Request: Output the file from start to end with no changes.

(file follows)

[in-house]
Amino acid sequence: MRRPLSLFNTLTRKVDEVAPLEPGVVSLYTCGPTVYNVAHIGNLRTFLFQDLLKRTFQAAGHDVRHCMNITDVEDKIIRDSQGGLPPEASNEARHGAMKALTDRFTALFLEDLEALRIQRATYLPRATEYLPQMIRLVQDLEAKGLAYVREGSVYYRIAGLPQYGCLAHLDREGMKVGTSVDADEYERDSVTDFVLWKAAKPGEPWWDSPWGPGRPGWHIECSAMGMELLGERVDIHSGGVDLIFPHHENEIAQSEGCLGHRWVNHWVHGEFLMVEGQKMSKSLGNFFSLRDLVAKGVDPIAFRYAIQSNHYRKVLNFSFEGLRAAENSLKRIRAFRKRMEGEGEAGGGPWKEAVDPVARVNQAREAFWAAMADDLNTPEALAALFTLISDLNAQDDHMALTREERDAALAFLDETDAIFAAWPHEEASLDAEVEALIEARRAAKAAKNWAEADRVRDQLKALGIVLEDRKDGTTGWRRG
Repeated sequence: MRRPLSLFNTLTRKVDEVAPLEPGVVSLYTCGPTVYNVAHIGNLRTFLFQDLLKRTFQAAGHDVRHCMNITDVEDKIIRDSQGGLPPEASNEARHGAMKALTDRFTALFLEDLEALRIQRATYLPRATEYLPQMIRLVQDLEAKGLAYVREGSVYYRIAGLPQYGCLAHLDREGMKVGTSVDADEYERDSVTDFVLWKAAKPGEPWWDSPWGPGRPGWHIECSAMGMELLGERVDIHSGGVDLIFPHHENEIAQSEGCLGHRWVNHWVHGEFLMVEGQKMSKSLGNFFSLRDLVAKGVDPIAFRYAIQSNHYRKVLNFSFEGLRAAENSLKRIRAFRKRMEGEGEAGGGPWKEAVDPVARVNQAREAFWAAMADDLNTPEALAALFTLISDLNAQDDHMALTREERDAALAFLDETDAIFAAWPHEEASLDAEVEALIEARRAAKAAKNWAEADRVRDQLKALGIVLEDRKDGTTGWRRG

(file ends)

[in-house]
Amino acid sequence: MRRPLSLFNTLTRKVDEVAPLEPGVVSLYTCGPTVYNVAHIGNLRTFLFQDLLKRTFQAAGHDVRHCMNITDVEDKIIRDSQGGLPPEASNEARHGAMKALTDRFTALFLEDLEALRIQRATYLPRATEYLPQMIRLVQDLEAKGLAYVREGSVYYRIAGLPQYGCLAHLDREGMKVGTSVDADEYERDSVTDFVLWKAAKPGEPWWDSPWGPGRPGWHIECSAMGMELLGERVDIHSGGVDLIFPHHENEIAQSEGCLGHRWVNHWVHGEFLMVEGQKMSKSLGNFFSLRDLVAKGVDPIAFRYAIQSNHYRKVLNFSFEGLRAAENSLKRIRAFRKRMEGEGEAGGGPWKEAVDPVARVNQAREAFWAAMADDLNTPEALAALFTLISDLNAQDDHMALTREERDAALAFLDETDAIFAAWPHEEASLDAEVEALIEARRAAKAAKNWAEADRVRDQLKALGIVLEDRKDGTTGWRRG
Repeated sequence: MRRPLSLFNTLTRKVDEVAPLEPGVVSLYTCGPTVYNVAHIGNLRTFLFQDLLKRTFQAAGHDVRHCMNITDVEDKIIRDSQGGLPPEASNEARHGAMKALTDRFTALFLEDLEALRIQRATYLPRATEYLPQMIRLVQDLEAKGLAYVREGSVYYRIAGLPQYGCLAHLDREGMKVGTSVDADEYERDSVTDFVLWKAAKPGEPWWDSPWGPGRPGWHIECSAMGMELLGERVDIHSGGVDLIFPHHENEIAQSEGCLGHRWVNHWVHGEFLMVEGQKMSKSLGNFFSLRDLVAKGVDPIAFRYAIQSNHYRKVLNFSFEGLRAAENSLKRIRAFRKRMEGEGEAGGGPWKEAVDPVARVNQAREAFWAAMADDLNTPEALAALFTLISDLNAQDDHMALTREERDAALAFLDETDAIFAAWPHEEASLDAEVEALIEARRAAKAAKNWAEADRVRDQLKALGIVLEDRKDGTTGWRRG